ho is the primary U.S. enemy?
It’s still al Qaida, but because of the complex web of relationships among Islamic extremists in the region, the U.S. has been unable to isolate al Qaida from its allies. In the wake of 9/11, U.S. and allied forces overran the Taliban, who had created a refuge for al Qaida in Afghanistan, and al Qaida operatives took up residence in remote areas of Afghanistan and northwest Pakistan. As the attempted “underwear” airline bombing on Christmas Day proved, though, al Qaida still has global reach, operating underground in places as diverse as Yemen (where the underwear bomber trained), Somalia, and Europe. But al Qaida has been weakened by the war in Afghanistan and by a relentless worldwide dragnet. There may be fewer than 100 al Qaida members operating in Afghanistan, a senior U.S. military official recently estimated, and perhaps another 300 over the border in Pakistan. By contrast, the Afghan Taliban has some 25,000 fighters waging guerrilla war against U.S. and Afghan forces. In effect, to keep a few hundred al Qaida operatives from regaining a haven in Afghanistan, the U.S. is battling thousands of Taliban in two countries.
Does al Qaida control the Taliban?
No, but the Taliban’s goal of a fundamentalist Sunni state in Afghanistan nicely complements al Qaida’s vision of a fundamentalist Sunni caliphate governing the entire Muslim world. By hosting Osama bin Laden, the Taliban won respect among Sunni extremists; the worldly bin Laden lavished praise on Taliban leader Mullah Omar, a semiliterate former village preacher, addressing him as “emir” and pledging fealty to his rule. Afghan President Hamid Karzai recently initiated a program to pay Taliban mercenaries to switch sides in the fight. But no one expects hard-core Taliban to easily betray al Qaida. “We’ve been trying for 13 years to get the Taliban to break with al Qaida,” says Bruce Riedel, an administration advisor on Afghanistan. “Whatever the bond is between them, it’s stood the test of time.”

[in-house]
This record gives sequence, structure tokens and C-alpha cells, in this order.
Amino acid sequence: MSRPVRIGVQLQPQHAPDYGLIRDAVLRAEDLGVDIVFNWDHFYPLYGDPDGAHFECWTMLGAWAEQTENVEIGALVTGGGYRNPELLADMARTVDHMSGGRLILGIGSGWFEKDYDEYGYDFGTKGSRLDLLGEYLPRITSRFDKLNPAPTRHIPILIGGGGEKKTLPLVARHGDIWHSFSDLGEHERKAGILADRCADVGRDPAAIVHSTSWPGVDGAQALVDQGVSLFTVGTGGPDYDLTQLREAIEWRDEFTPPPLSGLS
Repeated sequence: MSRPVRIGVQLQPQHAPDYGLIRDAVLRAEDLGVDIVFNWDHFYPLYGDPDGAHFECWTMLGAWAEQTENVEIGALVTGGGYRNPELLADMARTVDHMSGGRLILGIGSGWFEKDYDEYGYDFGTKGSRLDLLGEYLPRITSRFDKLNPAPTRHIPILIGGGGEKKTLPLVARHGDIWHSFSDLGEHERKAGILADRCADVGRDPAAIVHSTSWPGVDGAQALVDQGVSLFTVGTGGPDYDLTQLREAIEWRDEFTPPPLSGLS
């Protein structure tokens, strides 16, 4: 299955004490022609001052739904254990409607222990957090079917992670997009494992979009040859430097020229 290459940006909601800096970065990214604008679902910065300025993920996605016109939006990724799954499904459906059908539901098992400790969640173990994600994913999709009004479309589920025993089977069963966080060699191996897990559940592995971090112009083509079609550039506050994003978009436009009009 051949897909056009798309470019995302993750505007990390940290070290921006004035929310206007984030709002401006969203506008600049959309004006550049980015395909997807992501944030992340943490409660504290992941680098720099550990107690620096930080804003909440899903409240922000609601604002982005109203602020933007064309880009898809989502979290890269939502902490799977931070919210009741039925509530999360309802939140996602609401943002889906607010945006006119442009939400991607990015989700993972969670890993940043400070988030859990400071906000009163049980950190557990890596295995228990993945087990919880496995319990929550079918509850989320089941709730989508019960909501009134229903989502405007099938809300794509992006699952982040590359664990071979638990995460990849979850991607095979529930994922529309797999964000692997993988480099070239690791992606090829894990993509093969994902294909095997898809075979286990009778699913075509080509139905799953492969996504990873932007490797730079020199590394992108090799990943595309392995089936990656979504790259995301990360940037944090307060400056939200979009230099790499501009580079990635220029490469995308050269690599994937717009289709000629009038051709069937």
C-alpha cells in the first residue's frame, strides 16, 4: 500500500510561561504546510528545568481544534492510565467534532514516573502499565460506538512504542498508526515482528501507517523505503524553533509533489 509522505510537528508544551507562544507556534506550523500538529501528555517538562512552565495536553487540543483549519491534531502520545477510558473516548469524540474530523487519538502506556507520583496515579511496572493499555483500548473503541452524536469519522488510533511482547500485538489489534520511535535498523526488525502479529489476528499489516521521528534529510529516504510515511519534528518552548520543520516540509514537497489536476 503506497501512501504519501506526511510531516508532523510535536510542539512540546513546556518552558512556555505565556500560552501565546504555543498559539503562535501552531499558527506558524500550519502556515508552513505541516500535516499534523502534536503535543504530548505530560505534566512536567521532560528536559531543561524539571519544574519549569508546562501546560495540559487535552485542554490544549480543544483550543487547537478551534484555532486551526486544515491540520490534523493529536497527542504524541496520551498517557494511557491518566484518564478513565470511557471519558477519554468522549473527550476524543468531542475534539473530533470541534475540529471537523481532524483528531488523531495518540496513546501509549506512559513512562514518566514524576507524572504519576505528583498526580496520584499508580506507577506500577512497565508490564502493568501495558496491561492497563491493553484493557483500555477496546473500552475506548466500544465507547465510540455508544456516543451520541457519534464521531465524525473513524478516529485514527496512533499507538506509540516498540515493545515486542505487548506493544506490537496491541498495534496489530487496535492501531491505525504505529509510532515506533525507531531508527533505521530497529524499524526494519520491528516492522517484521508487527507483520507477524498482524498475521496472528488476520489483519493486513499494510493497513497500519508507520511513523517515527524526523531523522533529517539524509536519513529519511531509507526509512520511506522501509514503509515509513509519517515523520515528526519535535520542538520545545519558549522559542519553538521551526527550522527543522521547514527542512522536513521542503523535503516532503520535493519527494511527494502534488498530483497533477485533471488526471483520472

What is their relationship?
While some fighters associated with al Qaida affiliates have traveled to Afghanistan to assist the Taliban, al Qaida mostly provides technical assistance, sharing expertise in suicide bombs and improvised explosive devices. “Al Qaida is the teacher of the Taliban,” says Maj. Gen. Abdul Manan Farahi, an Afghan anti-terrorism expert. Business deals, especially those involving the massive opium trade, have strengthened ties between the groups, as has intermarriage; bin Laden’s chief deputy, Egyptian Ayman al-Zawahri, is believed to have married into an Afghan Pashtun clan. “Rolling back the Taliban is now necessary, even if not sufficient, to the ultimate defeat of al Qaida,” says U.S. Defense Secretary Robert Gates. That goal, though, has been greatly complicated by the flight of several al Qaida and Taliban leaders across the border into Pakistan, which in many ways has become the epicenter of the battle.
Why is Pakistan so important?